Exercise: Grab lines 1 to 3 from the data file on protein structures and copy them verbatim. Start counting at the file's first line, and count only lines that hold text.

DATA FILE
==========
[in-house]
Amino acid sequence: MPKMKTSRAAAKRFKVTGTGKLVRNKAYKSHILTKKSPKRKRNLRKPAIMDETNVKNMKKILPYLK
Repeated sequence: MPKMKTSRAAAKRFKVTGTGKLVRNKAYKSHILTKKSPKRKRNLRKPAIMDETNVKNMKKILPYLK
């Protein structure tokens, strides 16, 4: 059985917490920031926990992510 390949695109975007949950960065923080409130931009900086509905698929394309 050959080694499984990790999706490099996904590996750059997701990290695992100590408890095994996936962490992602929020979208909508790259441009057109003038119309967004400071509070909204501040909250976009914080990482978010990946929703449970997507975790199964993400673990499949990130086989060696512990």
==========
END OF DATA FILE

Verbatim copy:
[in-house]
Amino acid sequence: MPKMKTSRAAAKRFKVTGTGKLVRNKAYKSHILTKKSPKRKRNLRKPAIMDETNVKNMKKILPYLK
Repeated sequence: MPKMKTSRAAAKRFKVTGTGKLVRNKAYKSHILTKKSPKRKRNLRKPAIMDETNVKNMKKILPYLK